Fiscal Policy and External Balance in the G-7 Countries
This paper assesses evidence, from the G-7 countries, of a link between a country's fiscal policy and its external balance, often referred to as the "twin deficits" phenomenon. It begins by reviewing the stylized facts, and then examines the theoretical case for such a link. A survey of the existing empirical literature reveals a rather mixed message: some authors find statistical evidence of a link, while others do not, and those who do find one report a wide range of estimates of the proportion by which the current account balance reacts to changes in the fiscal stance.
This paper focusses on two issues. First, it hypothesizes that important cross-country linkages may not have been incorporated in previous tests recorded in the literature. This is suggested because the standard theory behind the twin deficits link implies movements in the home country's exchange rate and external balance, and therefore by definition involves more than one country. In this regard, the paper investigates whether fiscal shocks should be modelled in a manner that takes account of fiscal stances in other countries when testing the strength of the twin deficits link. Second, the paper seeks to establish whether the data for the 1980s are substantially different from those for the 1970s, and whether studies focussing mainly on the former would give a fair impression of the strength of the link between the two balances.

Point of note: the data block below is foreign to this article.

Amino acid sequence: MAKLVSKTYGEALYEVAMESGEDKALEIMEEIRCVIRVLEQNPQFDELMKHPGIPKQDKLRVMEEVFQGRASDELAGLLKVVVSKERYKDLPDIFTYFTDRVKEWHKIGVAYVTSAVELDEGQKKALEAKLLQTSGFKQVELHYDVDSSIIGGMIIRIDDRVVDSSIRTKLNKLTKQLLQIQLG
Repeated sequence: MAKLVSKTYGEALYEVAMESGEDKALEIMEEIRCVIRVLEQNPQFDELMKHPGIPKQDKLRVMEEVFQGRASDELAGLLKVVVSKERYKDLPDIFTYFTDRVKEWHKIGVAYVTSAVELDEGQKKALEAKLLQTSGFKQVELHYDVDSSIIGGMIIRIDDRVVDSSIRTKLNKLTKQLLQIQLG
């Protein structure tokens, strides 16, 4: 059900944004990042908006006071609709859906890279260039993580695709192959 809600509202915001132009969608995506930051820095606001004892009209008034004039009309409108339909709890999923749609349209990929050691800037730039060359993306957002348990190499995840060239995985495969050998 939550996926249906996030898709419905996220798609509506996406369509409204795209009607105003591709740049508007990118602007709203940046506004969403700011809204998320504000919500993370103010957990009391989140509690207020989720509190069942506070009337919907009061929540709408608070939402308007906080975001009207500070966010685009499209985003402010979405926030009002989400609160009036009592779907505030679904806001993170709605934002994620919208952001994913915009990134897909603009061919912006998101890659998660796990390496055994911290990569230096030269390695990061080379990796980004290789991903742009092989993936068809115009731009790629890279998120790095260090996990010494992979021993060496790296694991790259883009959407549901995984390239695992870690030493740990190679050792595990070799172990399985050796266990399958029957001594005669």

These and a number of secondary issues are investigated in the context of six-variable vector autoregressions for each of the seven major industrial economies (United States, Japan, western Germany, France, Italy, the United Kingdom and Canada) over the 1972-90 period. It is found that the evidence in favour of the twin deficits link varies considerably across the seven countries. Also, while the evidence of such a link over the entire sample period is far from compelling, it is generally stronger when the 1980s data are examined in isolation. Although there is evidence of cross-country interdependencies that might influence single-country studies of the twin deficits link, tests based on relative measures of fiscal impulse yield mixed results. The paper concludes with some caveats put forward in the form of suggestions for further research.